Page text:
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  • Suitable formats for data and supporting documentation

    Data

    The preferred format for deposit, long-term storage and accessibility via view and download services will depend on the original format of the data.

    For longevity the preferred format for depositing tabular data is comma separated value (.csv ) format. Many commonly used file types can easily be saved in this format, although there are some considerations when doing this. More detailed information on converting data files to .csv are available below.

    Guidance look-up table for file formats:

    Note this table is periodically updated and maintained. Any formats not listed can be considered by the Data Centre on a case-by-case basis.
    Original formatPreferred EIDC formatNotes
    comma separated values .csv File must open in commonly available software that reads CSV e.g. MS Excel
    text .txt File must open in commonly available software e.g. Notepad
    MS Excel .csv File must open in commonly available software that reads CSV e.g. MS Excel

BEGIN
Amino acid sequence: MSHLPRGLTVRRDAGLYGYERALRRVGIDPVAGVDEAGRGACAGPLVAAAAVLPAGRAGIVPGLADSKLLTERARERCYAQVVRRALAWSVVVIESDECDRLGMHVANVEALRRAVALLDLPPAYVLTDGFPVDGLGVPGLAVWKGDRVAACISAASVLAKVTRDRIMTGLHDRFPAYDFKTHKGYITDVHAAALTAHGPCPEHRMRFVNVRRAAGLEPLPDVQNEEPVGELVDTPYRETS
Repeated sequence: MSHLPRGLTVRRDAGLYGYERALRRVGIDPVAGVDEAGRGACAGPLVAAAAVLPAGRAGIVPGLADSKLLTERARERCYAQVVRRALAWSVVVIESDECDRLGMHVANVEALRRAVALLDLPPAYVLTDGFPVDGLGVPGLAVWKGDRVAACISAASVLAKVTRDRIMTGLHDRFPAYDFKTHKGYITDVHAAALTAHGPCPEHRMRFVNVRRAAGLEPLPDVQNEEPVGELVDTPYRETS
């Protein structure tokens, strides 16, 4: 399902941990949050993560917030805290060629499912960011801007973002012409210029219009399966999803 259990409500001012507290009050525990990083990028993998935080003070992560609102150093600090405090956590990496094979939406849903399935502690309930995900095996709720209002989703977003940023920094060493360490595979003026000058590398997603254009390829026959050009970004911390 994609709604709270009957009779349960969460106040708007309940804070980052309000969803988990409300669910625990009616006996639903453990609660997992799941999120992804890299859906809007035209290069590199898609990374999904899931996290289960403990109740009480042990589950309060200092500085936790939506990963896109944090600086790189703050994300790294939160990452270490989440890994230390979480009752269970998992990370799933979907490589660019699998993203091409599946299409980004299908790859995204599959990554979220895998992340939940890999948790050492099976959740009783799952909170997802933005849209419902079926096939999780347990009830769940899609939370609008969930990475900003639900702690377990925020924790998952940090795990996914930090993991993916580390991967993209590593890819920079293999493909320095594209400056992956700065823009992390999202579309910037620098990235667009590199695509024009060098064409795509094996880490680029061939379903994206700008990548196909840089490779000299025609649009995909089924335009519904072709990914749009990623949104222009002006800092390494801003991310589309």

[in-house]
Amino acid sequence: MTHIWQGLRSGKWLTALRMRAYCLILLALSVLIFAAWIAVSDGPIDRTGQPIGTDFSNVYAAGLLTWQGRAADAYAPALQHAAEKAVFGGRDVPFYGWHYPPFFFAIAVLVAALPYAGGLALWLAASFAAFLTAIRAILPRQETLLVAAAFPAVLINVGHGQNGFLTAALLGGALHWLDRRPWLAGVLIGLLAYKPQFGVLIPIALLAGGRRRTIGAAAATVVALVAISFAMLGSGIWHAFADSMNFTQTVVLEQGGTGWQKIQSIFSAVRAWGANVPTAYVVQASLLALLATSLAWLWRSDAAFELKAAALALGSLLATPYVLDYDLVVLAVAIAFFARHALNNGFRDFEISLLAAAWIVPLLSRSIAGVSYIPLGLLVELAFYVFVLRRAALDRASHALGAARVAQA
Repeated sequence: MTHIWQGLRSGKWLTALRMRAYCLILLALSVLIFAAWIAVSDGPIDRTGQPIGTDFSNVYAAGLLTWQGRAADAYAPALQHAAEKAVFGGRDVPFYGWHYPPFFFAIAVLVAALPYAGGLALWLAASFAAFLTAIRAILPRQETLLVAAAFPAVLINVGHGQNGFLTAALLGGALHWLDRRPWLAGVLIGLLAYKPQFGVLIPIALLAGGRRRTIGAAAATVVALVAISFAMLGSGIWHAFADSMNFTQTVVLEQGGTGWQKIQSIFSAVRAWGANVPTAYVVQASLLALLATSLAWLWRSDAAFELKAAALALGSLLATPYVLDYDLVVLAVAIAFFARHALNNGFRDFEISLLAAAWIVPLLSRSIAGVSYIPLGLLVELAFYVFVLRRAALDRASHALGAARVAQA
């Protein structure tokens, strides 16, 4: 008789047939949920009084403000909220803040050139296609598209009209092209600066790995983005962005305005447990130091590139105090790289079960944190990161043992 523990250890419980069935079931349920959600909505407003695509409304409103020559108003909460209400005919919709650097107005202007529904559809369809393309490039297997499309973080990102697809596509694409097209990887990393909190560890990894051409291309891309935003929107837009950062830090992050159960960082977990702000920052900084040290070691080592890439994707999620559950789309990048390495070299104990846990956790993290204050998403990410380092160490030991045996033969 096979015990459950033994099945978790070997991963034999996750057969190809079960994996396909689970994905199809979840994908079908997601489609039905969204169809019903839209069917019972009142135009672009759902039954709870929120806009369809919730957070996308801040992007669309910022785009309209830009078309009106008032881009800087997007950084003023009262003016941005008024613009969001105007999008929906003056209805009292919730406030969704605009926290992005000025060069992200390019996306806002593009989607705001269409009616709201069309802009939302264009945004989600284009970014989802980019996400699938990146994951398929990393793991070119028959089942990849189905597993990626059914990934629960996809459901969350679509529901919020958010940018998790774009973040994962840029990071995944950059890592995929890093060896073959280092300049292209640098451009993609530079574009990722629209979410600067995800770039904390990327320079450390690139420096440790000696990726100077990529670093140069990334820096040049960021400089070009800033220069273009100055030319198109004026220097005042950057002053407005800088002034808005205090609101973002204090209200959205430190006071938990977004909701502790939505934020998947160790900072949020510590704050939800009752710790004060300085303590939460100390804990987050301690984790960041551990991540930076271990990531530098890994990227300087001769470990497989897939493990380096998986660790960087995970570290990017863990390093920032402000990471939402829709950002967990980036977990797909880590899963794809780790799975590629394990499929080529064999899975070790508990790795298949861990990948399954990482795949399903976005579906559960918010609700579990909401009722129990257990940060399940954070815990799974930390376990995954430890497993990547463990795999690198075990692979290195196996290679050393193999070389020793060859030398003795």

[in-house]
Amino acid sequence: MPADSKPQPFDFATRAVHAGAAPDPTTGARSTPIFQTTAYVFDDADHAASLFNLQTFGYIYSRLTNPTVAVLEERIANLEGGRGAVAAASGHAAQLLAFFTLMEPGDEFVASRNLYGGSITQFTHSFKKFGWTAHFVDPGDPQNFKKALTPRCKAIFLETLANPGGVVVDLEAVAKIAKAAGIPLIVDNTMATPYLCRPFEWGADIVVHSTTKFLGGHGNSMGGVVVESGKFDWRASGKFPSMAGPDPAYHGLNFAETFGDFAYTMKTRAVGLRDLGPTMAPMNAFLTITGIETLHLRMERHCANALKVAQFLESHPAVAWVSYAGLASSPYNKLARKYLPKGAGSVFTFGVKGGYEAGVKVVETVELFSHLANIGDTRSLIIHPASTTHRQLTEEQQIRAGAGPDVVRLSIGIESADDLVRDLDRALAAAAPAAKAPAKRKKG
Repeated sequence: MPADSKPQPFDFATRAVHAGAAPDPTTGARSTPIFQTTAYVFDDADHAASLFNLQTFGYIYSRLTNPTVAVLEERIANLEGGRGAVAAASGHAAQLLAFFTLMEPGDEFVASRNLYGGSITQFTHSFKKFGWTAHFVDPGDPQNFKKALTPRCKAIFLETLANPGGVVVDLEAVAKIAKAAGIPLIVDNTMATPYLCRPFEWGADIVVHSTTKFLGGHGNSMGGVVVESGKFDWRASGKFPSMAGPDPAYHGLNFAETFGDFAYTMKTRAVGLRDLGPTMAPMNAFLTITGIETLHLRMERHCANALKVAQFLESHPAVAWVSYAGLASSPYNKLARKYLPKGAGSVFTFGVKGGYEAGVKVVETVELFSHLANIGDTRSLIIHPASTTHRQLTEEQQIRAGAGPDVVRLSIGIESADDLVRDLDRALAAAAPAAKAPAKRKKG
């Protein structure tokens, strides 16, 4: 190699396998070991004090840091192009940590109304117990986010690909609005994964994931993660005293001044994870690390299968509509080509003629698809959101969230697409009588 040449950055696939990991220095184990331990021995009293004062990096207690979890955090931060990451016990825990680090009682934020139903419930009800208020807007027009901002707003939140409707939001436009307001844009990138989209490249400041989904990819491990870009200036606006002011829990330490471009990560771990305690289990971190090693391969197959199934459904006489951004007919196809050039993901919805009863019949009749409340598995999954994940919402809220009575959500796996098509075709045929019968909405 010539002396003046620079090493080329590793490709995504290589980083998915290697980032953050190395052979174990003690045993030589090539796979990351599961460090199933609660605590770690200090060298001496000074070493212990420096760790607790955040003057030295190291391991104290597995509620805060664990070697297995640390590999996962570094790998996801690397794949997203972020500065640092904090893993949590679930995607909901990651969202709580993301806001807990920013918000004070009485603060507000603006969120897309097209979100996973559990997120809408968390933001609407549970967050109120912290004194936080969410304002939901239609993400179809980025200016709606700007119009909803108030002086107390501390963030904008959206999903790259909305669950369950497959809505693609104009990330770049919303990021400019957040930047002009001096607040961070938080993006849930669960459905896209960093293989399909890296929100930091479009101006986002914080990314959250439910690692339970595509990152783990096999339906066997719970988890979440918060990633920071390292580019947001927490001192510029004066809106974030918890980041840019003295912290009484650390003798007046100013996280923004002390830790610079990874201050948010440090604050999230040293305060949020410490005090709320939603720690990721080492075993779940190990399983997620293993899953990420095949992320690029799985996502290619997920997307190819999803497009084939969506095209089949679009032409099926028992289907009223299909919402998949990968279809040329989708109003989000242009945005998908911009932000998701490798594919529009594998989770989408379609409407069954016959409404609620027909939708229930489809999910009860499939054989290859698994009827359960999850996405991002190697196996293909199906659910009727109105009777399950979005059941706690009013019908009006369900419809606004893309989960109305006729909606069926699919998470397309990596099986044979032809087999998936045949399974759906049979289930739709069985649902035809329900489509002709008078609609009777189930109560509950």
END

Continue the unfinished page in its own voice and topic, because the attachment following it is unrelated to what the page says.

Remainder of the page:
MS Access .csv File must open in commonly available software that reads CSV e.g. MS Excel
    MS Word .rtf File must open in commonly available software e.g. Wordpad
    Oracle .csv Key datasets output as CSV and must open in commonly available software that reads CSV e.g. MS Excel
    SQL Server .csv Key datasets output as CSV and must open in commonly available software that reads CSV e.g. MS Excel
    NetCDF no change File must open in two netCDF-capable applications (e.g. FME, QGIS) without additional transformation
    Shapefile no change File must open in common GIS e.g. ArcGIS
    Personal geodatabase (.mdb) no change Must open in common GIS e.g. ArcGIS
    File geodatabase (.gdb folder) no change (Preferred for spatial data.) A zipped .gdb folder is required so that none of the contents are lost. File geodatabases are more efficient for storage. Must open in common GIS e.g. ArcGIS
    ArcInfo coverage .e00 ArcInfo coverages are an old folder based format. ArcInfo export (.e00) is preferred. Must open in common GIS e.g. ArcGIS
    ArcInfo Export no change Must open in common GIS e.g. ArcGIS
    ArcGIS SDE database .gdb A zipped .gdb folder is required so that none of the contents are lost. File geodatabases are more efficient for storage. Must open in common GIS e.g. ArcGIS